Low Molecular Weight Heparins (LMWHs)
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30 mg SC every 12 hours or 40 mg SC once daily
5000 International Units daily SC postoperatively; various preoperative doses indicated
30 mg SC every 12 hours
40 mg SC once daily
2500 International Units SC daily
Patients at high risk of thromboembolic complications (e.g., malignancy): 5000 International Units SC once daily or 2500 International Units SC 1—2 hours before surgery followed by 2500 International Units SC 12 hours later then 5000 International Units SC once daily postoperatively
5000 International Units once daily
Inpatient DVT with or without PE: 1 mg/kg SC every 12 hours or 1.5 mg/kg SC once daily
Outpatient DVT without PE: 1 mg/kg SC every 12 hours
175 International Units/kg SC once daily
200 International Units/kg SC daily for 1st month, then 150 International Units/kg SC daily for months 2—6*
Abbreviations: DVT, deep vein thrombosis; PE, pulmonary embolism; VTE, venous thromboembolism
*max daily dose of 18,000 International Units/day
Enoxaparin, as the first approved LWMH, has been included in more comparative studies than the other LMWHs. Key findings from these studies/reviews are:
LMWH Comparative Efficacy Trials
Planes A, et al. Thromb Haemost 1999;81:22-25 
Randomized controlled trial of 440 patients undergoing total hip replacement; compared enoxaparin 40 mg or tinzaparin 4500 anti-factor Xa International Units once daily
Occurrence of DVT:
20.1% for enoxaparin vs.21.7% for tinzaparin.
Proximal DVTs 10.5% for enoxaparin vs.9.5% for tinzaparin.
No overt major bleeding was observed. One patient in the enoxaparin group developed severe thrombocytopenia and died.
Tinzaparin is as effective and safe as enoxaparin in the prophylaxis of DVT after total hip replacement
Wells PS, et al. Arch Intern Med 2005;165:733-738 
Randomized controlled trial of 505 outpatients comparing tinzaparin 175 international units/kg daily vs. dalteparin 200 international units/kg daily for treatment of acute DVT and PE
3.9% for tinzaparin vs. 3.6% for dalteparin
2% for tinzaparin vs. 0.8% for dalteparin
Tinzaparin and dalteparin are safe and effective for the outpatient treatment of DVT and PE
Michalis LK, et al. Am Heart J. 2003;146:304-310 
Randomized controlled trial of 438 patients with non-ST segment elevation ACS; compared enoxaparin to tinzaparin for up to 7 days
Angina, MI, or death at 7 days:
Enoxaparin 12.3% vs. tinzaparin 21.2% (p=0.015)
Angina, MI, or death at 30 days:
enoxaparin 17.7% vs tinzaparin 28% (p = 0.012)
Of note, at 6 months, superiority of enoxaparin for the same endpoint was maintained (25.5% vs 44%; p<0.001).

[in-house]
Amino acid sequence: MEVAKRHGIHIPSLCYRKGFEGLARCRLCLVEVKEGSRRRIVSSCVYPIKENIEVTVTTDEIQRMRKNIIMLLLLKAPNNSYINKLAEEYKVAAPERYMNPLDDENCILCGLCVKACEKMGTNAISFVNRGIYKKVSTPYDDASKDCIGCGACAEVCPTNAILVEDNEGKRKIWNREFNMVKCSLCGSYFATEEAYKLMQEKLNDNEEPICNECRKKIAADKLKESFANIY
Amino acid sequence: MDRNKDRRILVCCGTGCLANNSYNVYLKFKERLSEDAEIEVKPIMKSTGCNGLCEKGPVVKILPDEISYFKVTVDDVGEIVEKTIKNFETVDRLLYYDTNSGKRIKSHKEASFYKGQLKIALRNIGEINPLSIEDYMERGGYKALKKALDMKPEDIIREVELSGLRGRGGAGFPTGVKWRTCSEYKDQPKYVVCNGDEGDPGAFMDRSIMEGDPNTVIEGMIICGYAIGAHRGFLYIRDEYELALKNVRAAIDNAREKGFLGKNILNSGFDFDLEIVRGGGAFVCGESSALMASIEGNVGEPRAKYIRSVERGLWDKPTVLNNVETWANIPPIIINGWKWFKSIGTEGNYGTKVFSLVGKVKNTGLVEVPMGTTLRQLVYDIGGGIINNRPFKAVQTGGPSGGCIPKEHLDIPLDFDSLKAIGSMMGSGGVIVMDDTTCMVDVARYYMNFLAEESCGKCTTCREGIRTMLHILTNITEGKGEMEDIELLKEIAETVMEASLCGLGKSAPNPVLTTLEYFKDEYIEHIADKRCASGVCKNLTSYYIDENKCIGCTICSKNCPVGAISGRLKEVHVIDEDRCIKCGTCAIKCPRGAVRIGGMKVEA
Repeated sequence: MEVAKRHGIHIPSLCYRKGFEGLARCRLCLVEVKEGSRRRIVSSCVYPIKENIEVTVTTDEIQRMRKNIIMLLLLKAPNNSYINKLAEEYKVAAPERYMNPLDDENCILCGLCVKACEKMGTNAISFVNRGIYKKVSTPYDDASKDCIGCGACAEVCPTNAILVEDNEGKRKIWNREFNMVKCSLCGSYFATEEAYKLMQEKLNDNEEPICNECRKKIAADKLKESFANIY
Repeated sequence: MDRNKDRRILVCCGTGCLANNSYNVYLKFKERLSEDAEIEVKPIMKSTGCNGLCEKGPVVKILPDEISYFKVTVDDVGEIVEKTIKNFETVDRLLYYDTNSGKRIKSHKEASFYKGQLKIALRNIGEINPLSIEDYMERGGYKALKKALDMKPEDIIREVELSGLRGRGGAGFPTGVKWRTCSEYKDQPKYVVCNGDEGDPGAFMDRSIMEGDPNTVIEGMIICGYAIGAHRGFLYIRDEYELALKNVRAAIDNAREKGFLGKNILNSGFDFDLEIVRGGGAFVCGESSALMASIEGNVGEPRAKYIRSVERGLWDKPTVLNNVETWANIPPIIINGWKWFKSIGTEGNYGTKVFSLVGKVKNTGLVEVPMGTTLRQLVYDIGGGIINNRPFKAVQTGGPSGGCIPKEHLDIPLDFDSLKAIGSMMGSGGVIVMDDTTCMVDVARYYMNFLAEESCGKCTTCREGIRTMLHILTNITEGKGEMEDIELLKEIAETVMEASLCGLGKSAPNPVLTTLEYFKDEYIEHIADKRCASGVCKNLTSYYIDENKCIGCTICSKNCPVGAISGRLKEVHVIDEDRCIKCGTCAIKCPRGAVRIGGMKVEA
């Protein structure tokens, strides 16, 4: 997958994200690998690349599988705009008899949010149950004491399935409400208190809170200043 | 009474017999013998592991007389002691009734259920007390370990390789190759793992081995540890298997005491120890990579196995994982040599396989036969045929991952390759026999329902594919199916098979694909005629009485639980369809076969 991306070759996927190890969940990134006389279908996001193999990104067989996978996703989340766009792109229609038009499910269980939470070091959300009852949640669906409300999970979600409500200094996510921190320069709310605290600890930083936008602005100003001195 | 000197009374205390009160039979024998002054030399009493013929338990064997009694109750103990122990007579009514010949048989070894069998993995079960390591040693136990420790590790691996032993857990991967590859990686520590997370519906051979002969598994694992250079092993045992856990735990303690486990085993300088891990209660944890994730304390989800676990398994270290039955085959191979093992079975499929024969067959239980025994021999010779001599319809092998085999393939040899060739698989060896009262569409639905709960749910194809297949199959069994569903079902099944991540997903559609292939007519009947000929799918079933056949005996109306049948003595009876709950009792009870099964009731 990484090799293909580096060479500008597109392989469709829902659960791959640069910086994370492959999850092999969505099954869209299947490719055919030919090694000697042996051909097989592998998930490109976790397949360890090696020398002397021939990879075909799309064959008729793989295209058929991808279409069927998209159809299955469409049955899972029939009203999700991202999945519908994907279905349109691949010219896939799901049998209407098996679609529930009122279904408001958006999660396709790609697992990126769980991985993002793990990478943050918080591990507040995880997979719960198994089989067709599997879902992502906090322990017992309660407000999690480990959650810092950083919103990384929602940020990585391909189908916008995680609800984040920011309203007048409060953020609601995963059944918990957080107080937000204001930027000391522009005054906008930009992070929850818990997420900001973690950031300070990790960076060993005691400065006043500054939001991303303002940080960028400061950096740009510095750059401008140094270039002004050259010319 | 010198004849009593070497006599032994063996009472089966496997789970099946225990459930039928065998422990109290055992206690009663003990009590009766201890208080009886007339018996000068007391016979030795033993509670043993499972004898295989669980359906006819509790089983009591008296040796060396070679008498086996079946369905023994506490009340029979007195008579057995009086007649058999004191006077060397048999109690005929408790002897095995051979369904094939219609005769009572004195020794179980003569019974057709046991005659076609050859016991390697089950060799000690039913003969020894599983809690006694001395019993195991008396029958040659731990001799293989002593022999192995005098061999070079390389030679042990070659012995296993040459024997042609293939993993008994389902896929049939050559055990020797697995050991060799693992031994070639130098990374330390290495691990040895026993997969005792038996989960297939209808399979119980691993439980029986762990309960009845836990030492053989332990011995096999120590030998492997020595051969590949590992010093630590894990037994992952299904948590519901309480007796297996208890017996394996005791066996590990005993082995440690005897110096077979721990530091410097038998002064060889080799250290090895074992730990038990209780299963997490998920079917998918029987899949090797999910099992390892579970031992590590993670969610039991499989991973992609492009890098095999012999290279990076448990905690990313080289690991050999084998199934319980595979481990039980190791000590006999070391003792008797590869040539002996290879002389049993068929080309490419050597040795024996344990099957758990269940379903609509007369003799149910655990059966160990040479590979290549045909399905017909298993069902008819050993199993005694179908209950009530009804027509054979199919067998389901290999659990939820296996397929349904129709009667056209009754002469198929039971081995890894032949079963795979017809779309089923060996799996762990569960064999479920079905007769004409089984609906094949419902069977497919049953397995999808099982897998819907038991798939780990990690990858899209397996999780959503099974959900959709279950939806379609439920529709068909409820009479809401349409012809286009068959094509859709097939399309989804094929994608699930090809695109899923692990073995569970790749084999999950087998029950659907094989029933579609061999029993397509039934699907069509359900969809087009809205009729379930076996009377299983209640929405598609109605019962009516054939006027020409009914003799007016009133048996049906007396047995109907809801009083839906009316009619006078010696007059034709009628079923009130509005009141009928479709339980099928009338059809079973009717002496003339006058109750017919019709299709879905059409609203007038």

Compared to tinzaparin, enoxaparin significantly reduced the rate of recurrent angina, MI, or death at 7 days, 30 days, and 6 months
Bleeding is the most serious adverse reaction associated with the use of LMWHs; this can range from minor bleeding, such as bleeding from the gums, to major bleeding episodes (< 1%—4%) defined as those requiring a transfusion, a decrease in hemoglobin > 2 mg/dL, bleeding leading to interruption of treatment or death, intracranial bleeding, ocular hemorrhage, or retroperitoneal bleeding. Bleeding events may include epistaxis, hematoma, or gastrointestinal bleeding (melena, hematochezia, and/or hematemesis). Of pregnant women who received tinzaparin, approximately 10% experienced significant vaginal bleeding. Several cases of spinal hematoma have been reported with epidural anesthesia or spinal puncture leading to long-term injury or permanent paralysis.
Injection site reactions, including irritation, pain, hematoma, ecchymosis, and erythema, can occur following SC administration of LWMHs. Other adverse skin reactions (nodules, inflammation, oozing, necrosis vesiculobullous rash, purpura, pruritus, urticaria, and vesiculobullous rash), some allergic in nature, have also been reported.
Cases of thrombocytopenia (platelet count < 100,000/mm3) have been reported in patients treated with LMWHs. Cases of thrombocytopenia with disseminated thrombosis have been observed in clinical practice with both heparins and LMWHs. Some of these cases were complicated by organ infarction or limb ischemia. Although it occurs at a lower rate with LMWHs compared to heparin, heparin-induced thrombocytopenia may also occur.
Asymptomatic elevated hepatic enzymes > 3 times the upper limit of normal have been reported in patients treated with LMWHs. These elevations are reversible.
Although less common than heparin, osteoporosis may occur in patients receiving long-term treatment with LMWHs. Most cases relate to long-term use in pregnant patients